What You Should Know Before You Have Sex With Someone With An Uncircumcised Penis

American women don’t come across uncircumcised penises that often. This is so much the case that a 2014 study by Adam & Eve found that 54 percent of American women prefer a circumcised penis, while only three percent said they prefer an uncut one (33 percent had no preference). It’s not that Americans are opposed to uncircumcised penises, but rather that we're so unfamiliar with them that we're unable to give them a legit high-five when they come our way. With 91 percent of white men and 76 percent of black men in the United States having been circumcised, it’s just easier to stick with what we know. We can’t be blamed for that.

But outside the United States, circumcision is less popular. Although it’s practiced for religious purposes, especially in the Jewish and Islamic faiths, a lot of other cultures scoff at this decision. When you think about it, it does seem very barbaric. Why would you cut away that’s supposed to be there? It seems that more people are moving toward this train of thought, as circumcision rates in the United States are on the decline.

Since circumcision rates aren’t what they used to be, and statistically, not all men are circumcised, there’s a good chance you may come across an uncut penis in your sex life. So what should you do if that happens? Freak out? Treat it like the weird little alien it resembles? No way! Uncircumcised penises are awesome! But here’s a little heads-up about what to know before you have sex with someone who has an uncircumcised penis.

1. Uncircumcised Penises Look Different

Although the difference is minimal when a man is erect, there’s a noticeable difference when he’s soft. Depending on how long the foreskin is ― and length can vary a bit ― it can be startling to see, especially the first time around. When it’s not erect, you can’t see the head of the penis at all, because it’s hiding out under the foreskin, which resembles a saggy turtleneck. When a guy gets hard, the foreskin retracts and is less noticeable.

2. Handjobs Are Easier

Having dated a handful of men with uncircumcised penises, and then marrying one with one, I’ve found that hand stimulation is far easier. Foreskin brings the added benefit that lube can offer, but without the stickiness/sliminess. You're definitely less likely to get a tired arm if your partner is more sensitive to handjobs.

3. You May (Or May Not) Feel The Difference During Sex

I can say that I’ve felt a difference and enjoyed uncircumcised penises more, and many others agree. A 2011 study found that women with circumcised partners “more often reported incomplete sexual needs fulfillment and frequent sexual function difficulties overall, notably orgasm difficulties.”

Personally, I can feel the difference the most when I'm on top, because the retracted foreskin creates a bit of a cock-ring-type situation that hits my clitoris when I angle myself just right. But as I said, this isn’t the case for everyone, and some women may find it less fulfilling.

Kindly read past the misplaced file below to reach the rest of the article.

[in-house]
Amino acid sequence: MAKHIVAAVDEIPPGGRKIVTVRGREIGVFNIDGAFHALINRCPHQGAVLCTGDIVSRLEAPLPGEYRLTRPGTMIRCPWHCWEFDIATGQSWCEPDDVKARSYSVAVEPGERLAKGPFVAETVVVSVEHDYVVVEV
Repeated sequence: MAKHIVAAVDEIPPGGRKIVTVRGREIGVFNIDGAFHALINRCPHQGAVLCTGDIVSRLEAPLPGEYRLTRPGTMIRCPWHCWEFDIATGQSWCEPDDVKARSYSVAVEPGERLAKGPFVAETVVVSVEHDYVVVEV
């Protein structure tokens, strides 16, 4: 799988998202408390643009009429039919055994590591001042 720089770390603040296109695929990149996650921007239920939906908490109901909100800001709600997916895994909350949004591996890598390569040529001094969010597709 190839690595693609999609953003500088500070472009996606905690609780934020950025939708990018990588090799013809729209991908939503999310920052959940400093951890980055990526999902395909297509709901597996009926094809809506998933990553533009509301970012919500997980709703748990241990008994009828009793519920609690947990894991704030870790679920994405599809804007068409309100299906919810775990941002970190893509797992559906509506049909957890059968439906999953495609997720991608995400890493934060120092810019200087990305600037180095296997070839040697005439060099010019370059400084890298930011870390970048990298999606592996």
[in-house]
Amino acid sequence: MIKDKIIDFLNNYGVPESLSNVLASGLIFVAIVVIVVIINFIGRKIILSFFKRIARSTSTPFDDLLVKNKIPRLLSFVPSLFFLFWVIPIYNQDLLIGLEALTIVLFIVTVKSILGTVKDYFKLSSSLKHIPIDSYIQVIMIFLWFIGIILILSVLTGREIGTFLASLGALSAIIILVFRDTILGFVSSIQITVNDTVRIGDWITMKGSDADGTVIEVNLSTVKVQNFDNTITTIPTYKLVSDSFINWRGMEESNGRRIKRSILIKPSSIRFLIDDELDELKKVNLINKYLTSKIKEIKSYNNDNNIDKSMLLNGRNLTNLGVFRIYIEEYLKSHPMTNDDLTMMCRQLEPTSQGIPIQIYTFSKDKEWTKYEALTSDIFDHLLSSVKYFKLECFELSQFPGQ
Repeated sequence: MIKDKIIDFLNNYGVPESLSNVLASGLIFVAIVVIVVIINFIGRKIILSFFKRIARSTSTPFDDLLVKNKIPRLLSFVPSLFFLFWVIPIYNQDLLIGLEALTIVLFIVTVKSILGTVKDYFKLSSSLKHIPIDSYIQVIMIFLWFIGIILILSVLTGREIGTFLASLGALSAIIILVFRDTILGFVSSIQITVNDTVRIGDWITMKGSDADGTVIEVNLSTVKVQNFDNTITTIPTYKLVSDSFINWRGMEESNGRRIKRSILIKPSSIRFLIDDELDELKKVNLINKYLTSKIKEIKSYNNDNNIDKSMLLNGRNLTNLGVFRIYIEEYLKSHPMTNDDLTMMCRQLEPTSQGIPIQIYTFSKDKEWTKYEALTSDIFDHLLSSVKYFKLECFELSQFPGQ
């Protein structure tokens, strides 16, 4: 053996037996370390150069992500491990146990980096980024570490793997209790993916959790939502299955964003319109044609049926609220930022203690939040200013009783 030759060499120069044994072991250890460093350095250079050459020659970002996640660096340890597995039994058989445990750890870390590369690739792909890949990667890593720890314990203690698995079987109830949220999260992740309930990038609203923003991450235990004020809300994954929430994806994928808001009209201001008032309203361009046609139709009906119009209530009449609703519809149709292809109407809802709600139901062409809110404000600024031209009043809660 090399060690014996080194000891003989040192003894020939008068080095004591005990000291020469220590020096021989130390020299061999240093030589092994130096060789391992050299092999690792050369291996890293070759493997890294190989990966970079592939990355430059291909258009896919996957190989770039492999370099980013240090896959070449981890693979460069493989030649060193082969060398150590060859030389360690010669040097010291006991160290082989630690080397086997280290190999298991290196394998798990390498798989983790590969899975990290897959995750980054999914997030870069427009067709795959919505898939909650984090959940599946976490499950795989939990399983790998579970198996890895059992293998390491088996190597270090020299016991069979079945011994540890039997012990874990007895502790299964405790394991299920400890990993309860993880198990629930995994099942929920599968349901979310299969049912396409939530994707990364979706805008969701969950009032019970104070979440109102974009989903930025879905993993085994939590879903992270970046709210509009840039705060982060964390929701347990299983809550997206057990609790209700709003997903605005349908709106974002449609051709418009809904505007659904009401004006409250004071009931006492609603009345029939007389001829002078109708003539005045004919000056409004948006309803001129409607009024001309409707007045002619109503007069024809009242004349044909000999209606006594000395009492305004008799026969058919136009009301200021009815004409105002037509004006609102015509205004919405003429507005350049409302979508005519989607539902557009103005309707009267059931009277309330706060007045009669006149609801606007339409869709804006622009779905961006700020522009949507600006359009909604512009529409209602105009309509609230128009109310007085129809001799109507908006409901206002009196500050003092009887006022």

4. Guys With Uncircumcised Penises Are More Prone To STDs

As much as it pains me to write this, it's true. According to findings from the World Health Organization, circumcision reduces the chances a man will contract HIV by 60 percent in parts of Africa. The Centers for Disease Control has also found that men with uncircumcised penises have greater risks of contracting other STIs, like herpes and HIV, and are more likely to get UTIs and penile cancer. Does this mean that all uncircumcised penises are basically petri dishes of bacteria and STIs? Hell to the no. It’s just something to keep in mind, and if you practice safe sex, then it shouldn’t be something you should stress over.

5. Uncircumcised Penises Are Not "Dirty"

If you’re dating an adult male who showers regularly, and knows that the foreskin needs to be pulled back and cleaned properly to avoid any nasty smells or tastes, then an uncircumcised penis will not be “dirty.” Also think about it this way: All the folds in your vagina can also make for a stink fest if you don’t want wash properly. No matter your gender, hygiene is important all around.

6. Foreskin Can Tear

Although it's not super common, vigorous sex can tear the foreskin. The best way to prevent such an uncomfortable situation is to use lube so that things are as wet as possible. Some tears will heal on their own in time, but others might need stitches. In either case, it's important to consult a doctor. And yes, sex will be off-limits until the tear has healed, so that neither you nor your partner end up with any unnecessary infections.

7. Guys With Uncircumcised Penises Are Far More Sensitive

If we break it down by nerve endings, the clitoris has 8,000, a circumcised penis has 4,000, and apparently, an uncircumcised penis has between 10,000 and 20,000, thanks to its foreskin (although the exact number varies, depending on if the person giving the number is pro-circumcision). What this means is that your uncircumcised guy is going to be more sensitive to your touch — whether it’s your hands, your mouth, or your vagina. So it’s important to communicate with him and ask if you’re being a little too rough.

Want more of Bustle's Sex and Relationships coverage? Check out our new video on sex positions for small penises.

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